Humans didn’t really have any species-level concerns up until the 20th century. There was simply no reason to think that way—history was a succession of nations, states, and peoples, and they were all at war with each other over resources or who inherits what or which socioeconomic system to have.
Then came the atom bomb.
Immediately it was clear its power necessitated species-level thinking, beyond nation states. During World War II, when the Target Committee in Los Alamos made their decisions of where to drop the bombs, the first on their list was Kyoto, the cultural center of Japan. But Secretary of War Henry Stimson refused, arguing that Kyoto contained too much Japanese heritage, and that it would be a loss for the world as a whole, eventually taking the debate all the way to President Truman. Kyoto was replaced with Nagasaki, and so Tokugawa’s Nijō Castle still stands. I got engaged there.
Only two nuclear bombs have ever been dropped in war. As horrific as those events were, just two means that humans have arguably done a middling job with our god-like power. The specter of nuclear war rose again this year due to the Russian intervention of Ukraine, but the Pax Nuclei has so far held despite the strenuous test of a near hot war between the US and Russia. Right now there are only nine countries with nuclear weapons, and some of those have small or ineffectual arsenals, like North Korea.
The second species-level threat we’ve faced is climate change. Climate change certainly has the potential to be an existential risk, I’m not here to downplay it. But due to collective action on the problem, currently the official predictions from the UN are for somewhere between 3º-5ºC degrees of change by 2100. Here’s a graph from a 2020 article in Nature (not exactly a bastion of climate change denial) outlining what the future climate will look like in the various scenarios of how well current agreements and proposals are followed.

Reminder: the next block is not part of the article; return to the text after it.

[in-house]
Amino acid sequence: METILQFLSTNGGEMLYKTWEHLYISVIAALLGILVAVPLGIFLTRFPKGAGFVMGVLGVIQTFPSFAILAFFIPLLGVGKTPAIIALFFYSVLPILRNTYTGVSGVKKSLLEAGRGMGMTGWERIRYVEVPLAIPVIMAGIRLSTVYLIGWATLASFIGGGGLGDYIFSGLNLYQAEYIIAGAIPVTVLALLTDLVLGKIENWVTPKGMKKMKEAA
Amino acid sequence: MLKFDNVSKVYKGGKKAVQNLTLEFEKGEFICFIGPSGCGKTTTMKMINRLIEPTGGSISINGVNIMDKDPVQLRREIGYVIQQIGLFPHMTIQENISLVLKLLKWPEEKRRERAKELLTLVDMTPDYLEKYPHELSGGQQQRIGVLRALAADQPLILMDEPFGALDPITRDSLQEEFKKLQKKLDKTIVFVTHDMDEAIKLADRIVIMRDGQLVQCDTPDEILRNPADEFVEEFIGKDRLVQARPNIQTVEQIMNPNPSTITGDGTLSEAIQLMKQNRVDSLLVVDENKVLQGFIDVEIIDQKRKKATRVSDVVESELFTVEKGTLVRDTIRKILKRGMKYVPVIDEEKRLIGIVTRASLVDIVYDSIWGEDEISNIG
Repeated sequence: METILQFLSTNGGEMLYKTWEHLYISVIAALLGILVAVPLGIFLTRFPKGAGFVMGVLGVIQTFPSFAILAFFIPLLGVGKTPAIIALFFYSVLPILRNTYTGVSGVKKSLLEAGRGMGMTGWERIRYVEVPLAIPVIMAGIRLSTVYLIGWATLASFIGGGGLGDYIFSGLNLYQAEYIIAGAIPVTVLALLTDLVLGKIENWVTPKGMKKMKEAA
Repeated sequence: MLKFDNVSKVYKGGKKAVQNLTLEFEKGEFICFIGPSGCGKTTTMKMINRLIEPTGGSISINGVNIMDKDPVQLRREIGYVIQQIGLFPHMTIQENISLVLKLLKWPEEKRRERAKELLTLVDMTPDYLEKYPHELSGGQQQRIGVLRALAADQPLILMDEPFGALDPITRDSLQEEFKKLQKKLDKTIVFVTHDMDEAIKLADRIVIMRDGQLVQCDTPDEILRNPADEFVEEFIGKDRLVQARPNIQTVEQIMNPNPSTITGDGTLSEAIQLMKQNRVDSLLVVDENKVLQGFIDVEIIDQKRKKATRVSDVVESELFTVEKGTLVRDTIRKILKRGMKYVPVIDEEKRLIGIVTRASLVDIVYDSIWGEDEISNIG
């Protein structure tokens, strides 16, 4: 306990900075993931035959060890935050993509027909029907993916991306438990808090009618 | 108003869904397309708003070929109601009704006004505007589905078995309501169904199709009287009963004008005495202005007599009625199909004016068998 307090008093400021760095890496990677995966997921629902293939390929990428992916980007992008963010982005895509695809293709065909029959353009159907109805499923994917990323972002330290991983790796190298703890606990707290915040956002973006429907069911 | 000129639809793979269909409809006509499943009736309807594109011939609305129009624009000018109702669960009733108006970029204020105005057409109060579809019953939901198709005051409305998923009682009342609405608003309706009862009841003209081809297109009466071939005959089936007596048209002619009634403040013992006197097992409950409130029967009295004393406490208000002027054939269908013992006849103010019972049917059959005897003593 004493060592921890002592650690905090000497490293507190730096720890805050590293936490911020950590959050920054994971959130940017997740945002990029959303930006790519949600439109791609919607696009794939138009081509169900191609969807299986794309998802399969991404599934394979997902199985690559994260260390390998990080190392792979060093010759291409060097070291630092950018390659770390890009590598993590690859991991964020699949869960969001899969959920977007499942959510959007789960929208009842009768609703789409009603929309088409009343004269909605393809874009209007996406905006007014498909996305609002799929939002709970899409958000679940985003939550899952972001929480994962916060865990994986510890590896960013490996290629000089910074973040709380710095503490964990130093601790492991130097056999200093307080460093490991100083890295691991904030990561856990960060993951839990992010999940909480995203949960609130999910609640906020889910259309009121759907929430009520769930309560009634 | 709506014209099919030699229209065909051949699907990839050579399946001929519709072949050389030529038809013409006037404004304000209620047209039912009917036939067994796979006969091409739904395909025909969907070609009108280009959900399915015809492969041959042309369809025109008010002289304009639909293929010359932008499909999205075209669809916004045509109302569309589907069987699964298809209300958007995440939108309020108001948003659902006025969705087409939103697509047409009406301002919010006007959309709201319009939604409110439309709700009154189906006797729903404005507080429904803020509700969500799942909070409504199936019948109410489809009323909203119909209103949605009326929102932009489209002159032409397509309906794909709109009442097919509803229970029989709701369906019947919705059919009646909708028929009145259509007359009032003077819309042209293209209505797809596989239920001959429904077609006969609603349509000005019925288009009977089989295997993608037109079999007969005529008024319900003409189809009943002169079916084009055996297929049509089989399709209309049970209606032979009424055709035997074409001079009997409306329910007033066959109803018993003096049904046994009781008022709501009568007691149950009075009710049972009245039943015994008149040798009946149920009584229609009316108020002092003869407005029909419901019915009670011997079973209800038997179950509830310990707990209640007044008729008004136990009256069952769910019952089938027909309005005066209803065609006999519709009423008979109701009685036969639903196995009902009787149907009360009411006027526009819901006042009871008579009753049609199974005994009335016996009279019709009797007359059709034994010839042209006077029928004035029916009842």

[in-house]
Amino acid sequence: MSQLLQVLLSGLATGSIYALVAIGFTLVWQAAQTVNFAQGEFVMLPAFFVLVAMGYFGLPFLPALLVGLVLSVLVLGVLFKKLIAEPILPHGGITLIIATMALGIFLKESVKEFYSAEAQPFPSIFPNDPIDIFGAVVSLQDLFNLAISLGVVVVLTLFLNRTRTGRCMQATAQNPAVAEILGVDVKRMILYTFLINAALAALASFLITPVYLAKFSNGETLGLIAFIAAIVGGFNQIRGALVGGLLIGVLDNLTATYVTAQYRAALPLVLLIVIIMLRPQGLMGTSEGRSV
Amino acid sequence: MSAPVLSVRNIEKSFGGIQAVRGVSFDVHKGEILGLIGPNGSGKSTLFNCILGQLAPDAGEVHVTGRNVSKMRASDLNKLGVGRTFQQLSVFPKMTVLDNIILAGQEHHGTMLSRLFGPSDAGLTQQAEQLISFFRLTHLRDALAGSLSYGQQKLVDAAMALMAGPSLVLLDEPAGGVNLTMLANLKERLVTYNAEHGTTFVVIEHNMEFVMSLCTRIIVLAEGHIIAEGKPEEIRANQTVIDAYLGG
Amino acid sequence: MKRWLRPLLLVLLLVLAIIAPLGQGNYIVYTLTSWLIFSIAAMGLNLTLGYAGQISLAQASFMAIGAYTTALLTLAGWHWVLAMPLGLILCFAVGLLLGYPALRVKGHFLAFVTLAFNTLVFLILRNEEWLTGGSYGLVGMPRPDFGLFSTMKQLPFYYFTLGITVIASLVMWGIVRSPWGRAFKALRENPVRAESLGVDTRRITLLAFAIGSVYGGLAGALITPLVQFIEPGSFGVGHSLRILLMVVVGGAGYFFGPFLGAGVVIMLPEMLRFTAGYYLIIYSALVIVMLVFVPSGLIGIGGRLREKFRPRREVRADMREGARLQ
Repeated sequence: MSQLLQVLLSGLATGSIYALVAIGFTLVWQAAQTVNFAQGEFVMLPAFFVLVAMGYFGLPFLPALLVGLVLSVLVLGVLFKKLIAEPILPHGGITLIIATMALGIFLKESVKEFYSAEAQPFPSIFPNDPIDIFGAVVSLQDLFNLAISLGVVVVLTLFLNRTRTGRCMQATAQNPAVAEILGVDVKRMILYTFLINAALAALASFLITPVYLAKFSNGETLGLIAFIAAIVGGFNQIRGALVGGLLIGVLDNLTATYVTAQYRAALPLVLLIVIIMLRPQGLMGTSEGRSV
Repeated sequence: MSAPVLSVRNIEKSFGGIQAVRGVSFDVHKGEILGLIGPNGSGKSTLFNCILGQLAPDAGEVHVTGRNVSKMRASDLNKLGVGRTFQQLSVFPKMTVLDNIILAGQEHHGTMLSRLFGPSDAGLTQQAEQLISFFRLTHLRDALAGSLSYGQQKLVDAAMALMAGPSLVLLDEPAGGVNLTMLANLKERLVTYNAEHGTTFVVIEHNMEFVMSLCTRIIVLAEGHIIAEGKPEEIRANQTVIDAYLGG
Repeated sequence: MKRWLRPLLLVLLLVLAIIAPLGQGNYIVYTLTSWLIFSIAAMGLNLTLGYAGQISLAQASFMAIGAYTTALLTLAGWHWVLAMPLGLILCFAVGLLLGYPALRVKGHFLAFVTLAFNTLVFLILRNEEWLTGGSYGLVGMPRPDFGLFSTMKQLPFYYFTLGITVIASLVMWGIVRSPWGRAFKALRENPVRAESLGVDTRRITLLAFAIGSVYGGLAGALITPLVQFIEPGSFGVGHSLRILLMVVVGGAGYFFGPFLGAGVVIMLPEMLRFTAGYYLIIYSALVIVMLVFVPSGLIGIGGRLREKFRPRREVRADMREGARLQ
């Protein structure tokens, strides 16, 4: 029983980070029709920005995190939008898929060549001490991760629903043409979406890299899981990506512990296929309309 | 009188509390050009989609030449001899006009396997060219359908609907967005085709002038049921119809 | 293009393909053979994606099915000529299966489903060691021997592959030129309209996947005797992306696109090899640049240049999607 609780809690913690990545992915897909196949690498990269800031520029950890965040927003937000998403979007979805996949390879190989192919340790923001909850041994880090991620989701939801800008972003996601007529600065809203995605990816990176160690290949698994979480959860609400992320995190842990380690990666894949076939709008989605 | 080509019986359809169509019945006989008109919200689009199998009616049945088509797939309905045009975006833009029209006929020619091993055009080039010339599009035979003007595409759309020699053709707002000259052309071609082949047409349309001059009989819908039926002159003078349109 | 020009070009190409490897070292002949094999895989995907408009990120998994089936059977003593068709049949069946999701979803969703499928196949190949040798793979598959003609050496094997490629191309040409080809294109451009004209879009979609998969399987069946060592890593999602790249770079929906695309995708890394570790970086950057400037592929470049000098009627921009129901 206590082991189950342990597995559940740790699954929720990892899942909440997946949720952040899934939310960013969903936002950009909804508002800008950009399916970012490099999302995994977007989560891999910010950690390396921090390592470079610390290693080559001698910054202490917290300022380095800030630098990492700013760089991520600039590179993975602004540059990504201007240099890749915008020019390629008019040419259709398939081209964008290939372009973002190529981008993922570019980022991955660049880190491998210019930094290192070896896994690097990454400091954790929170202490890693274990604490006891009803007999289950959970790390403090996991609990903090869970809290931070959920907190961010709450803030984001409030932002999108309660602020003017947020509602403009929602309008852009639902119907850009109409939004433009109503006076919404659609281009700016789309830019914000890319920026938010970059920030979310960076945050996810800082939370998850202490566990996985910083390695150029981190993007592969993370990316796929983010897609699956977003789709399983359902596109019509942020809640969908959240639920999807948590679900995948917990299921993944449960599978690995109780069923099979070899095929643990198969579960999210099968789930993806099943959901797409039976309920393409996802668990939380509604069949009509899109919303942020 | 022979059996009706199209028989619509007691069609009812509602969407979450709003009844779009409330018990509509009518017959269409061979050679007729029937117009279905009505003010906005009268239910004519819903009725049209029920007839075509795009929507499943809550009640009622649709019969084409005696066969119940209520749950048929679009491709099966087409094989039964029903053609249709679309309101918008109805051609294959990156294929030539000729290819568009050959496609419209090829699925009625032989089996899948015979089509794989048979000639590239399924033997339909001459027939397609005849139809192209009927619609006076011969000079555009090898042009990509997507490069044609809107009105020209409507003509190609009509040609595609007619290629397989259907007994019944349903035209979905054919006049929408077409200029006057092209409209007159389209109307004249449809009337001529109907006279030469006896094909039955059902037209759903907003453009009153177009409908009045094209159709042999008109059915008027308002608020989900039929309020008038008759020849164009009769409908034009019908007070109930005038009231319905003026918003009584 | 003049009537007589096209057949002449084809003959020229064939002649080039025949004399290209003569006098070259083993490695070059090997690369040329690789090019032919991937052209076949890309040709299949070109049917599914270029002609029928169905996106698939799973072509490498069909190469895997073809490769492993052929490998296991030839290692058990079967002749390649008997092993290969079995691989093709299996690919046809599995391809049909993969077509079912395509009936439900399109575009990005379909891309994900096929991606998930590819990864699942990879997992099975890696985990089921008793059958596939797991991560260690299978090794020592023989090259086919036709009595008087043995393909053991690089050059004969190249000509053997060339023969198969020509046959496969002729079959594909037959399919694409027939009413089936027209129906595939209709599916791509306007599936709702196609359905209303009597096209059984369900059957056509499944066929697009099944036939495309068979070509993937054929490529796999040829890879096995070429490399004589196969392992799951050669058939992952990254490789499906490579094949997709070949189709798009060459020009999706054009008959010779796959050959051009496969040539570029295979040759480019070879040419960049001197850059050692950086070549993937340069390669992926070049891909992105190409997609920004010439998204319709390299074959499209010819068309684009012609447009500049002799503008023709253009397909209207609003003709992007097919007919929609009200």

According to Nature, the likely change is going to be around a 3ºC increase, although this is only true as long as political will remains and various targets are met. This level of change may indeed spark a global humanitarian crisis. But it’s also very possible, according to the leading models, that via collective action humanity manages to muddle through yet again.
I say all this not to minimize—in any way—the impact of human-caused climate change, nor the omnipresent threat of nuclear war. I view both as real and serious problems. My point here is just that the historical evidence shows that collective action and global thinking can avert, or at least, mitigate, existential threats. Even if you would rate humanity’s performance on these issues as solid Ds, what matters is that we get any sort of passing grade at all. Otherwise there is no future.
Now a third threat to humanity looms, one presciently predicted mostly by chain-smoking sci-fi writers: that of artificial general intelligence (AGI). AGI is only being worked on at a handful of companies, with the goal of creating digital agents capable of reasoning much like a human, and these models are already beating the average person on batteries of reasoning tests that include things like SAT questions, as well as regularly passing graduate exams:
It’s not a matter of debate anymore: AGI is here, even if it is in an extremely beta form with all sorts of caveats and limitations.
Due to the breakneck progress, the very people pushing it forward are no longer sanguine about the future of humanity as a species. Like Sam Altman, CEO of OpenAI (creators of ChatGPT) who said:
AI will probably most likely lead to the end of the world, but in the meantime, there'll be great companies.